By Inés Cruz and Leonor Hidalgo Coyle
El estatus migratorio del trabajador no limita el derecho a recibir salarios prevalecientes, si dicho trabajador desempeña trabajo...Continue Reading
On today’s Equal Pay Day, we are mindful of yesterday’s ruling by the 9th Circuit Court that an employee’s prior salary does not constitute a “factor other than sex” upon which a wage differential may be based under the Equal Pay Act.
The Equal Pay Act prohibits paying men higher compensation than women for performing the same work, with the exceptions of: (1) seniority, (2) merit, (3) the quantity or quality of the employee’s work, or (4) “any other factor other than sex.” See 29 U.S.C. § 206(d)(1). Previous case law, including an April 2017 panel ruling, had held that past salary was a permissible “factor other than sex” that employers could use to justify pay gaps between men and women under the federal Equal Pay Act.
However, the 9th Circuit’s April 9, 2018 en banc decision in Aileen Rizo v. Jim Yovino, No. 16-15372 (9th Cir. 2018) overturned several decades of case law and specifically the seminal case of Kouba v. Allstate Insurance Co. 691 F.2d 873 (9th Cir. 1982), holding that “[p]rior salary alone or in combination with other factors cannot justify a wage differential.” The opinion was authored by Judge Stephen Reinhardt before his death, who stated that “[t]o hold otherwise — to allow employers to capitalize on the persistence of the wage gap and perpetuate that gap ad infinitum — would be contrary to the text and history of the Equal Pay Act.”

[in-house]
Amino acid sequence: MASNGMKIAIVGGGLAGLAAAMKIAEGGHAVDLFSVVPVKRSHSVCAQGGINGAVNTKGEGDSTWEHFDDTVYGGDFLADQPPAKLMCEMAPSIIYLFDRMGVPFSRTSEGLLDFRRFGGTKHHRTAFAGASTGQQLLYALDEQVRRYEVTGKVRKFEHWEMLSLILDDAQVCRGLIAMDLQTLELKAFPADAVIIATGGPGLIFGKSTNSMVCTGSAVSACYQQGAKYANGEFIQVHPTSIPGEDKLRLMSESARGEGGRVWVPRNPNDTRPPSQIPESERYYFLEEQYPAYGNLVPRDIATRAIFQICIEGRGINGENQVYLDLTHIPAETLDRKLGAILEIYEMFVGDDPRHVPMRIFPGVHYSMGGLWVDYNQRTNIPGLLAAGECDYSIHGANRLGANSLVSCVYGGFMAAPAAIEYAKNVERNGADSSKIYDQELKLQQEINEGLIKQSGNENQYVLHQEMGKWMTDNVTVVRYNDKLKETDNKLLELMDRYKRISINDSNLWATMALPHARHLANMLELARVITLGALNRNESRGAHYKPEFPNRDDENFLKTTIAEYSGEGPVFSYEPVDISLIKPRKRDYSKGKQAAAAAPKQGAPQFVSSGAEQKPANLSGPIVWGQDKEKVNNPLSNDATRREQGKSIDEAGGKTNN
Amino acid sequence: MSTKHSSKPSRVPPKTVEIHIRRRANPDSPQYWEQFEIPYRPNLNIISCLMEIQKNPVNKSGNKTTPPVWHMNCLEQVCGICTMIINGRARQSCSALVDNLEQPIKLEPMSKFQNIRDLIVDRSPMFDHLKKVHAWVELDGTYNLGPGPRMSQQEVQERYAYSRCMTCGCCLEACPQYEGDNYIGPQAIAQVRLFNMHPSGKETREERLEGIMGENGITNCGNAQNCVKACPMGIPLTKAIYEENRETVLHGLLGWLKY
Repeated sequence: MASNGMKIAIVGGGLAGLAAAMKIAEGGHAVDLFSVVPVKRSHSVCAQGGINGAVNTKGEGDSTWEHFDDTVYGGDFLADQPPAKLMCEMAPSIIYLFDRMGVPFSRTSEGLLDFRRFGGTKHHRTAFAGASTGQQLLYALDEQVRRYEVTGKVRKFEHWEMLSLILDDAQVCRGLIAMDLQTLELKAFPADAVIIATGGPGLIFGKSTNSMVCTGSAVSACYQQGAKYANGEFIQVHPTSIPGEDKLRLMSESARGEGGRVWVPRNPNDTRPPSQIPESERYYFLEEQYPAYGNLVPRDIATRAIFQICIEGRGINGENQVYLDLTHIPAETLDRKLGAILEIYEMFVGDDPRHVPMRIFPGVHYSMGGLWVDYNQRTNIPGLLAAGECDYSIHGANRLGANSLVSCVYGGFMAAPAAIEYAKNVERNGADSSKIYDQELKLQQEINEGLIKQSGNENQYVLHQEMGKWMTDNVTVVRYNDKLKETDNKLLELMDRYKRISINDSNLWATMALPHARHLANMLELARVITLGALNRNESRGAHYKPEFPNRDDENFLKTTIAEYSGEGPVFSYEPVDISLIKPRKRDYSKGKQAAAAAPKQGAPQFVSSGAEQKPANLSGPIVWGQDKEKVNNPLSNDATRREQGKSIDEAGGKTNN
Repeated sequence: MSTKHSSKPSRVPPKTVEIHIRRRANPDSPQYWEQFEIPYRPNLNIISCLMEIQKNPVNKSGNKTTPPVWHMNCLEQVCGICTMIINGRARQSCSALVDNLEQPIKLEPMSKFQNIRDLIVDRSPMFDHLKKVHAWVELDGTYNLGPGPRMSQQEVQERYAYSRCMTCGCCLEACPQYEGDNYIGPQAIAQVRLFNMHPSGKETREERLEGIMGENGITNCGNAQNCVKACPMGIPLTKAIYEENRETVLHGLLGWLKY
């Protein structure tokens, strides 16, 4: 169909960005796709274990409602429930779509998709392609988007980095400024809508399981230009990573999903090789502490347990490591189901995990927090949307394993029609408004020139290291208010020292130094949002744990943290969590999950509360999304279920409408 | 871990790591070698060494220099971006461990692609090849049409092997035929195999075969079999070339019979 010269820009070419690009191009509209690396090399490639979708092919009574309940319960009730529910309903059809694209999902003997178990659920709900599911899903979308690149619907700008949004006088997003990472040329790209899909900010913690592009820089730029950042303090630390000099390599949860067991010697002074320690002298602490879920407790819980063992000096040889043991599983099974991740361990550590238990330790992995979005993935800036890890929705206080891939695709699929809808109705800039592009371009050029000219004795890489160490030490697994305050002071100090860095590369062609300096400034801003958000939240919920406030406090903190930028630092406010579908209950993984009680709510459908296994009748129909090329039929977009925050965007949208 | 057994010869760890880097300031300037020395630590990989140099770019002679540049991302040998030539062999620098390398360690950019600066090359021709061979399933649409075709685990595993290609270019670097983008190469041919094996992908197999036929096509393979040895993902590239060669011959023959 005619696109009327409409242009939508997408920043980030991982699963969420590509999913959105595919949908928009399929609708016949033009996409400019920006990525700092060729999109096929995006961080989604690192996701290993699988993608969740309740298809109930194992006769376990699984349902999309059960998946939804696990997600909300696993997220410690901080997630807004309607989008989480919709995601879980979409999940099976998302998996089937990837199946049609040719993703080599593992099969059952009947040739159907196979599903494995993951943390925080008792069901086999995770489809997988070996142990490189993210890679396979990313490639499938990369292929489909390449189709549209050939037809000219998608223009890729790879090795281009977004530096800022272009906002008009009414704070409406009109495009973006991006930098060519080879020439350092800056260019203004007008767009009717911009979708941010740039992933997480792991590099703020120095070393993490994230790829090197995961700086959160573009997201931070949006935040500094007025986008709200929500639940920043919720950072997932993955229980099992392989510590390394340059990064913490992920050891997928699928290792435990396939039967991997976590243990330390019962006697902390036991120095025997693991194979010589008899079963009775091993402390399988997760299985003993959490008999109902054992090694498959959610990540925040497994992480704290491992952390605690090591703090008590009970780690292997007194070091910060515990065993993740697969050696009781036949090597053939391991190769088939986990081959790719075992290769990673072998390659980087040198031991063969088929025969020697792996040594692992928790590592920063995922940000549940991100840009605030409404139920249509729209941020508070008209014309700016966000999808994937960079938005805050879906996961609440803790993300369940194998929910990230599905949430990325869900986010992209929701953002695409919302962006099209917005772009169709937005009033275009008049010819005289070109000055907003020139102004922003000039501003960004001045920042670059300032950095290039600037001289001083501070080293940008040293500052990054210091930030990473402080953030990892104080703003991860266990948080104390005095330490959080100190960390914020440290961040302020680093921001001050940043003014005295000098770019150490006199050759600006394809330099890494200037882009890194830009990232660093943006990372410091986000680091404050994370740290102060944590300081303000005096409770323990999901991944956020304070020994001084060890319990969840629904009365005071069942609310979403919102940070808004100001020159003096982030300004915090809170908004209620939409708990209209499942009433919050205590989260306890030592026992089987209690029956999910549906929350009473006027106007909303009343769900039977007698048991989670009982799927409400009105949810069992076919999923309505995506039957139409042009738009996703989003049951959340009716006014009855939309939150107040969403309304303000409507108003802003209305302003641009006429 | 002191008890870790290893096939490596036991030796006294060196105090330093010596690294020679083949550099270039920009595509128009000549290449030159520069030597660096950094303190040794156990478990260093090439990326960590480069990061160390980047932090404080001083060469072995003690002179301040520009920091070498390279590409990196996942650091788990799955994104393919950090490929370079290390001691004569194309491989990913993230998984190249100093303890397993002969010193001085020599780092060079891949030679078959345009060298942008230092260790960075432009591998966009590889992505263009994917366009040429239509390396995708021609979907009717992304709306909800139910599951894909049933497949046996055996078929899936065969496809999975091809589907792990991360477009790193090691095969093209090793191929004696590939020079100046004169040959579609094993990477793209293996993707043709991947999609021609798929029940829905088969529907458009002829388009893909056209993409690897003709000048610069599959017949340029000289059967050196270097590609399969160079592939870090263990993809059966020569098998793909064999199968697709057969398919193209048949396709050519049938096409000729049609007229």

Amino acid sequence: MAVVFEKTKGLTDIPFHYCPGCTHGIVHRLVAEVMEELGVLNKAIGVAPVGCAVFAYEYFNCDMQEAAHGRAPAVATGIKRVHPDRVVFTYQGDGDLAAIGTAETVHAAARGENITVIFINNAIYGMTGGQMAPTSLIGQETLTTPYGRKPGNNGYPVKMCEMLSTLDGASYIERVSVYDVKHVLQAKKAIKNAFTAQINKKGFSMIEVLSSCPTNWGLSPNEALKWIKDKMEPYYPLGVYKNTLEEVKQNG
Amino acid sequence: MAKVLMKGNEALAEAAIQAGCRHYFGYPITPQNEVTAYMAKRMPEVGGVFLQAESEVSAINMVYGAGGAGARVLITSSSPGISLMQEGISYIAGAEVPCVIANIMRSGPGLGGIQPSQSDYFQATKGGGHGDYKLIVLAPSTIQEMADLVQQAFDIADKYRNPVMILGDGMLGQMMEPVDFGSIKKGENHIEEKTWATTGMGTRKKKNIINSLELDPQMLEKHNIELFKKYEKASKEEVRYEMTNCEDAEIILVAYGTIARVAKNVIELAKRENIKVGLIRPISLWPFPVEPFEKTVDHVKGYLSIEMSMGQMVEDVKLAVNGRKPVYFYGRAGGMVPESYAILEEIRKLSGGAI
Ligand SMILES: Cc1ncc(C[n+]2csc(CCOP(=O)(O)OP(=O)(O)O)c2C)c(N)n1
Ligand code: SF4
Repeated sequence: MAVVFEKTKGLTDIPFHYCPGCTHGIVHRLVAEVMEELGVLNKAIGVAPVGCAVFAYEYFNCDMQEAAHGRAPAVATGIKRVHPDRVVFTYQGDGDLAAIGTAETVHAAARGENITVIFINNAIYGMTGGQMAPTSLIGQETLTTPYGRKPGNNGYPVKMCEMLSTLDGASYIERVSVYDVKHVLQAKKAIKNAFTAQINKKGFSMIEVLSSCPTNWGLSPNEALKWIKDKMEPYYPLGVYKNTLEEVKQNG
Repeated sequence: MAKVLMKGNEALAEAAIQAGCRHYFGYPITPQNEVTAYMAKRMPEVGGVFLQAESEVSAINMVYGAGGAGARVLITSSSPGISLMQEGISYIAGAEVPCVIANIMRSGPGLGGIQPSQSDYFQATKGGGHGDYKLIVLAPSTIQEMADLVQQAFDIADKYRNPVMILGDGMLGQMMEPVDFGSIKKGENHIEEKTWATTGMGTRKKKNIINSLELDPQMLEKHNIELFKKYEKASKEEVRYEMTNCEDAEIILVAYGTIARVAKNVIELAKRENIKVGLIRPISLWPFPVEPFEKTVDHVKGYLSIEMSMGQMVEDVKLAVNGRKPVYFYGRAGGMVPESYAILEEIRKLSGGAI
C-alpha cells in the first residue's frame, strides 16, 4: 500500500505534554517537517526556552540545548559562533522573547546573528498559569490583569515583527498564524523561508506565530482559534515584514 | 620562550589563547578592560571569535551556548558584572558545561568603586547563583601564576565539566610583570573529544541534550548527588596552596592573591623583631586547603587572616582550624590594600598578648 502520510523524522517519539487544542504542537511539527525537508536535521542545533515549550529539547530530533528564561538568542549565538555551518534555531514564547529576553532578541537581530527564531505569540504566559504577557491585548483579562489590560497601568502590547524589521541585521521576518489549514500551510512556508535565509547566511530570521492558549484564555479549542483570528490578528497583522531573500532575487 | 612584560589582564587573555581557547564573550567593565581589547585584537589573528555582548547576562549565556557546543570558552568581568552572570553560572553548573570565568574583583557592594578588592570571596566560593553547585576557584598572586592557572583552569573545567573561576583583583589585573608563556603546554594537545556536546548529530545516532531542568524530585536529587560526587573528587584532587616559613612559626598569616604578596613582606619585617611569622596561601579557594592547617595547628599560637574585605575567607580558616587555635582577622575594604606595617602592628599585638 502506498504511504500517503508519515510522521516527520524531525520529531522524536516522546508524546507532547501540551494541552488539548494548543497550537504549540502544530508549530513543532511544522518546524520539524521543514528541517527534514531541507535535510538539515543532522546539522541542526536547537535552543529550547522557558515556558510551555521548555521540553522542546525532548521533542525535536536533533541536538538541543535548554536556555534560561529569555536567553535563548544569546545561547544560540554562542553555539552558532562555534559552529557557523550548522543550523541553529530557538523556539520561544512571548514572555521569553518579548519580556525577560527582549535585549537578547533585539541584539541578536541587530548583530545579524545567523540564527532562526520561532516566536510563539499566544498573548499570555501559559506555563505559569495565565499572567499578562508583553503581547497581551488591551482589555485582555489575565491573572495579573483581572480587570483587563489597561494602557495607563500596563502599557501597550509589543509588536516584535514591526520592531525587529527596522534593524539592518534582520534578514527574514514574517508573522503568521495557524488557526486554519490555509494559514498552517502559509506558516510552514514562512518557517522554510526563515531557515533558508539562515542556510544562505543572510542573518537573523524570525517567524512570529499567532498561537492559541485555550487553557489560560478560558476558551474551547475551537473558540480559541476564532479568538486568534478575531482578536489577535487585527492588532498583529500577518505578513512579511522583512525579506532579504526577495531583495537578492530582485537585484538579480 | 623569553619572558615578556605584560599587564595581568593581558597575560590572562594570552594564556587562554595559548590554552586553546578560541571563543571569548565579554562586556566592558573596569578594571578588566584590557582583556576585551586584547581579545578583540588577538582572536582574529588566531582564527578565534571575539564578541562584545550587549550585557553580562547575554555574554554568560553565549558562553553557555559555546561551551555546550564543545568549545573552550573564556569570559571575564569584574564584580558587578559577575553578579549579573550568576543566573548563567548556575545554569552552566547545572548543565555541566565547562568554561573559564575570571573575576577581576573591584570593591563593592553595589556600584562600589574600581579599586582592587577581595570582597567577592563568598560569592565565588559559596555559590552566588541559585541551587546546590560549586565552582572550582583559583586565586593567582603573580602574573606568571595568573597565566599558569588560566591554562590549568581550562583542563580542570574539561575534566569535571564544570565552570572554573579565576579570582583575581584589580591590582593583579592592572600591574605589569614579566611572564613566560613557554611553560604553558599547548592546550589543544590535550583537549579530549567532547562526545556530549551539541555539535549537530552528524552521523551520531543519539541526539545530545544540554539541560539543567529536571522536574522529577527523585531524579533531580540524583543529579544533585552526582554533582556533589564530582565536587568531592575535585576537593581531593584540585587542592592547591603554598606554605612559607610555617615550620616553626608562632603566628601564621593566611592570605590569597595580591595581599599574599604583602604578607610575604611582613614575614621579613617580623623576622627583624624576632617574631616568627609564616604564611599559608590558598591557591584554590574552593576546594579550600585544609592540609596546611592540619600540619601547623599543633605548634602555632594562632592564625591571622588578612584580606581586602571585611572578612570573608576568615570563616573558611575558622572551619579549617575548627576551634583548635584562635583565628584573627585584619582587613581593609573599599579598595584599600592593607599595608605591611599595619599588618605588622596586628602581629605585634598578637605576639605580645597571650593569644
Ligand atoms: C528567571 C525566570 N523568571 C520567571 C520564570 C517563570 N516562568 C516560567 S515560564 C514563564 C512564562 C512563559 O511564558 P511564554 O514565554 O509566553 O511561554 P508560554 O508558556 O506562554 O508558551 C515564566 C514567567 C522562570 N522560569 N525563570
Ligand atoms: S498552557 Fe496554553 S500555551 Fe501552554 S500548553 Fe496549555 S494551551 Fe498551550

The 9th Circuit explained that in passing the Equal Pay Act, Congress meant for the Act to correct the “serious and endemic problem” of women being paid less than men for the same work. As such, the 9th Circuit held it would be “inconceivable” that Congress meant for the “factor other than sex” exception to include salary history, because Congress could not have meant to let businesses justify new gaps and disparity in wages based on old and existing gaps in wages.
The court concluded that “any other factor other than sex” is limited to legitimate, job-related factors such as a prospective employee’s educational background, experience, ability, or prior job performance. The court’s ruling is significant and will hopefully assist women in achieving equal pay.
Photo Credit: Thomas Leuthard
V&A proudly partnered with The Coalition for an evening of networking among attorneys from various legal practices.
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